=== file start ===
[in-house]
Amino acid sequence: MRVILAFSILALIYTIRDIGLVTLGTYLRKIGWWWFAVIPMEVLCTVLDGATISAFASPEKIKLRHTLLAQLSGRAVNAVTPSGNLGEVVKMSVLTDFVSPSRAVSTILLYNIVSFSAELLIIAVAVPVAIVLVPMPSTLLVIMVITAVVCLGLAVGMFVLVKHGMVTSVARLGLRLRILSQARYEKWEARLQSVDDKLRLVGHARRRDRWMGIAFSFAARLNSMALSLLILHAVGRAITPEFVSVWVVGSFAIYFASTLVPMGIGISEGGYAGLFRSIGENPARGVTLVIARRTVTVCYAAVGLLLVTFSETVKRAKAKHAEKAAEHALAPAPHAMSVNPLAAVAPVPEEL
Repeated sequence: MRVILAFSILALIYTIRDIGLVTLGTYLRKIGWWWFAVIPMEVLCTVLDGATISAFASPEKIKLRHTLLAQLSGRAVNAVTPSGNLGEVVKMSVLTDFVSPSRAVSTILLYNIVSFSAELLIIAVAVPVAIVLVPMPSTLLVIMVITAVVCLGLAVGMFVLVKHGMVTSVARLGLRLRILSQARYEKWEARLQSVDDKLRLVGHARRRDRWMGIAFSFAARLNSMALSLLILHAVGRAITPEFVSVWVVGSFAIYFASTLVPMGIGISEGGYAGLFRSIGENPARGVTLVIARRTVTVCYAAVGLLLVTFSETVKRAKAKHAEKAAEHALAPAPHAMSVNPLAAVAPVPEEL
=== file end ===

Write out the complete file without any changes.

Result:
[in-house]
Amino acid sequence: MRVILAFSILALIYTIRDIGLVTLGTYLRKIGWWWFAVIPMEVLCTVLDGATISAFASPEKIKLRHTLLAQLSGRAVNAVTPSGNLGEVVKMSVLTDFVSPSRAVSTILLYNIVSFSAELLIIAVAVPVAIVLVPMPSTLLVIMVITAVVCLGLAVGMFVLVKHGMVTSVARLGLRLRILSQARYEKWEARLQSVDDKLRLVGHARRRDRWMGIAFSFAARLNSMALSLLILHAVGRAITPEFVSVWVVGSFAIYFASTLVPMGIGISEGGYAGLFRSIGENPARGVTLVIARRTVTVCYAAVGLLLVTFSETVKRAKAKHAEKAAEHALAPAPHAMSVNPLAAVAPVPEEL
Repeated sequence: MRVILAFSILALIYTIRDIGLVTLGTYLRKIGWWWFAVIPMEVLCTVLDGATISAFASPEKIKLRHTLLAQLSGRAVNAVTPSGNLGEVVKMSVLTDFVSPSRAVSTILLYNIVSFSAELLIIAVAVPVAIVLVPMPSTLLVIMVITAVVCLGLAVGMFVLVKHGMVTSVARLGLRLRILSQARYEKWEARLQSVDDKLRLVGHARRRDRWMGIAFSFAARLNSMALSLLILHAVGRAITPEFVSVWVVGSFAIYFASTLVPMGIGISEGGYAGLFRSIGENPARGVTLVIARRTVTVCYAAVGLLLVTFSETVKRAKAKHAEKAAEHALAPAPHAMSVNPLAAVAPVPEEL